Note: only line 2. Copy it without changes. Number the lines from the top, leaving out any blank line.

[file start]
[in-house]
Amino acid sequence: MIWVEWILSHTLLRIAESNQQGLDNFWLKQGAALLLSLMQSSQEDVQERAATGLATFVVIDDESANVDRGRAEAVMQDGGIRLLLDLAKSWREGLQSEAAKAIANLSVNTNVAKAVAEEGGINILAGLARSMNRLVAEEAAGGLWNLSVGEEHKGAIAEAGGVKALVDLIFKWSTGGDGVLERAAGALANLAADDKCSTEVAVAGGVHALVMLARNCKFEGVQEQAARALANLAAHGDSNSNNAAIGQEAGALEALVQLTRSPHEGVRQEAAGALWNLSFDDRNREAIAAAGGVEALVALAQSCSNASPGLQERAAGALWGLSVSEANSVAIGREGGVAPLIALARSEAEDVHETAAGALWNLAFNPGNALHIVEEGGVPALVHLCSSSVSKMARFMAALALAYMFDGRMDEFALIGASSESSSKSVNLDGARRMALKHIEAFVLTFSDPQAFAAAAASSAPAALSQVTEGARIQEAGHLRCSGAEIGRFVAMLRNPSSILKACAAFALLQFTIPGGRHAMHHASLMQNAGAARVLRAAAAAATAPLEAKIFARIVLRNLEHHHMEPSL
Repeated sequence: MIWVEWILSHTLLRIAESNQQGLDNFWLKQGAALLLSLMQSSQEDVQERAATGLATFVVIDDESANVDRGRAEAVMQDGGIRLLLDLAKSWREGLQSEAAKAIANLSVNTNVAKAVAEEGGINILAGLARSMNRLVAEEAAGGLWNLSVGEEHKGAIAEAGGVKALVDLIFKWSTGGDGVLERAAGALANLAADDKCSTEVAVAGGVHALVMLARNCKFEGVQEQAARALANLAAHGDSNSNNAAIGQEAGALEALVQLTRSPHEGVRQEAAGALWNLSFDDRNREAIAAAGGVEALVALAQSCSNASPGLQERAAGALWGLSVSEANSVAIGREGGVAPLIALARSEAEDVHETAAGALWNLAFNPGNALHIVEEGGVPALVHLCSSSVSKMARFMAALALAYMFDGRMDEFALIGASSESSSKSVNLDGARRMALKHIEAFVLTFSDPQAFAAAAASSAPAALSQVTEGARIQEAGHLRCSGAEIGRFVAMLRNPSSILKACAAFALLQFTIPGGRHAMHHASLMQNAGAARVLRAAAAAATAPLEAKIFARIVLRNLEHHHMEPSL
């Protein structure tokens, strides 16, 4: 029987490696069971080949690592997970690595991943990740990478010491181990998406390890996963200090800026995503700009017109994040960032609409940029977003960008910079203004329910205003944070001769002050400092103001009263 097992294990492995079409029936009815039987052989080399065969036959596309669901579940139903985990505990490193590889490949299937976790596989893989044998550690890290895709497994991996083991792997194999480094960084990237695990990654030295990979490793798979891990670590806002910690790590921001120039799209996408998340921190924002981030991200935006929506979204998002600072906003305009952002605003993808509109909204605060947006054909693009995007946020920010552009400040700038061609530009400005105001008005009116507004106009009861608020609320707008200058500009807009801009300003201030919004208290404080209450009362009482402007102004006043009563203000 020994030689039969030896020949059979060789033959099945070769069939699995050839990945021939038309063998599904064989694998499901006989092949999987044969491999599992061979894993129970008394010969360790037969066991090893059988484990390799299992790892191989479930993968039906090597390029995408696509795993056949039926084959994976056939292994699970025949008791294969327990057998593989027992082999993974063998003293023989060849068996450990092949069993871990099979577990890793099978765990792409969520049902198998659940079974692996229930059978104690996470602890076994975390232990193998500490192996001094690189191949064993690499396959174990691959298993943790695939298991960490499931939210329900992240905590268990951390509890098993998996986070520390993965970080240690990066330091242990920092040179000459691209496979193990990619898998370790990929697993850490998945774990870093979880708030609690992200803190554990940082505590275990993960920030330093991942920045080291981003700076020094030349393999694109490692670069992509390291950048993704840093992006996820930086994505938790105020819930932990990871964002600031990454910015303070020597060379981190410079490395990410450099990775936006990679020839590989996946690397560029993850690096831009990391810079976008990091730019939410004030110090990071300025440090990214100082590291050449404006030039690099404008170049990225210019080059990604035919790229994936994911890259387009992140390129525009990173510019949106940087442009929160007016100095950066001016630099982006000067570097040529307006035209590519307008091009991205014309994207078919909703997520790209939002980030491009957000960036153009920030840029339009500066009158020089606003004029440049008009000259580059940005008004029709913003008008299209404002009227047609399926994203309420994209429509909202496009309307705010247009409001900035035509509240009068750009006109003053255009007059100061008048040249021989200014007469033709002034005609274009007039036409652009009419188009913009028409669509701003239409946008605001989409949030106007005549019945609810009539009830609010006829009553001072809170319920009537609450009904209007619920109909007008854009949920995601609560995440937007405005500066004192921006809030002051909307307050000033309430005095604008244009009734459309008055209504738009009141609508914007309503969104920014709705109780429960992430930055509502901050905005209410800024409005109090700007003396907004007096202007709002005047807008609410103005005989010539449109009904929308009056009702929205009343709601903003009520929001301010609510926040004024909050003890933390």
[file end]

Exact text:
Amino acid sequence: MIWVEWILSHTLLRIAESNQQGLDNFWLKQGAALLLSLMQSSQEDVQERAATGLATFVVIDDESANVDRGRAEAVMQDGGIRLLLDLAKSWREGLQSEAAKAIANLSVNTNVAKAVAEEGGINILAGLARSMNRLVAEEAAGGLWNLSVGEEHKGAIAEAGGVKALVDLIFKWSTGGDGVLERAAGALANLAADDKCSTEVAVAGGVHALVMLARNCKFEGVQEQAARALANLAAHGDSNSNNAAIGQEAGALEALVQLTRSPHEGVRQEAAGALWNLSFDDRNREAIAAAGGVEALVALAQSCSNASPGLQERAAGALWGLSVSEANSVAIGREGGVAPLIALARSEAEDVHETAAGALWNLAFNPGNALHIVEEGGVPALVHLCSSSVSKMARFMAALALAYMFDGRMDEFALIGASSESSSKSVNLDGARRMALKHIEAFVLTFSDPQAFAAAAASSAPAALSQVTEGARIQEAGHLRCSGAEIGRFVAMLRNPSSILKACAAFALLQFTIPGGRHAMHHASLMQNAGAARVLRAAAAAATAPLEAKIFARIVLRNLEHHHMEPSL